Next is Exchequer or Treasury. It is run by the Exchequer Royal or Treasurer. It is in charge of collecting, storing, and managing the income due to the feudal lord. It is also in charge of minting coins if the feudal is an independent sovereign.

In medieval times, the sovereign's rights are not absolute particularly in the case of revenue. Typically the sovereign is limited to whatever personal income he has and what is customary for his vassal to give. What is customary for vassals depends on what their initial grants said. As the medieval economy improved and there was more coinage in circulation, a trick the sovereign would use is to accept cash payments in lieu of actual military service. However for extraordinary expenses the medieval sovereign had to rely on his vassal agreement to pay him extra money. In England this led to the development of Parliament. In contrast France the monarchy had a unbroken father-son succession for several generation. This is allowed the Kings of France accumulate large estates. Also they broke the power of regional nobles like Brittany Burgundy and other areas of France and gathered their rights to revenue along with their titles. This left French Parliaments weak and unable to check the French Kings through denying them tax revenue.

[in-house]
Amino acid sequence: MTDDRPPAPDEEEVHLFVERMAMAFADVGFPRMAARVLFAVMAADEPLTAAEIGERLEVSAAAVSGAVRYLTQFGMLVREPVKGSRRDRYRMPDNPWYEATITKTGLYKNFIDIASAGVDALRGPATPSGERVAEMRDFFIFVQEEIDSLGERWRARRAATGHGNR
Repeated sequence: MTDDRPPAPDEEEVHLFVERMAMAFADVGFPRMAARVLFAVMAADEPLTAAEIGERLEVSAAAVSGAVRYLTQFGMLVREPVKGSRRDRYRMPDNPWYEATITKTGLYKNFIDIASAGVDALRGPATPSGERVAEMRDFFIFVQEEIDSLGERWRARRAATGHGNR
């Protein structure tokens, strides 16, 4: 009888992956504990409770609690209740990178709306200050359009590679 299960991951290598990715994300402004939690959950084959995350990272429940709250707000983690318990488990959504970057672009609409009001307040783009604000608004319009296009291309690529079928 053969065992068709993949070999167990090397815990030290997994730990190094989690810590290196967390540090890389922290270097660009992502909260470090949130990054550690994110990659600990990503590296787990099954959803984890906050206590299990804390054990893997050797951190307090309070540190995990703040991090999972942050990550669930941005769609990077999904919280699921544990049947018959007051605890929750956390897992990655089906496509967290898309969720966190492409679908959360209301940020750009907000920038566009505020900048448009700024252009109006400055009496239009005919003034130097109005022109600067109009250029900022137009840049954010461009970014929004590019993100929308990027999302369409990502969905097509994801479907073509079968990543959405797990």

Also with the improved economy, merchants found it profitable to loan money to sovereigns. Outside of the churches, the various feudal lords had the largest sources of income in the economy. They could borrow and pay back vast sums and the merchants would profit on the interest. Although in our history this was altered and called damages owed to the merchant for not being able to use his money because of the Catholic Church prohibition against usury. The usury ban did not apply to the Jewish community who became an important source of loans to European sovereigns.

Depending on the nature of the feudal system Royal Agents, Secret police, etc. Are employed by the Chancery or Treasury or sometimes both.  In the former they are out there to find out any unreported murders or other high justice crimes. Vassal lords had a habit of dealing out personal justice so this needed to be kept in check. Treasury agent are looking for people hiding income, stealing tax revenue, etc. Both types are not popular among the vassal lord who view their activities as encroaching on their own rights.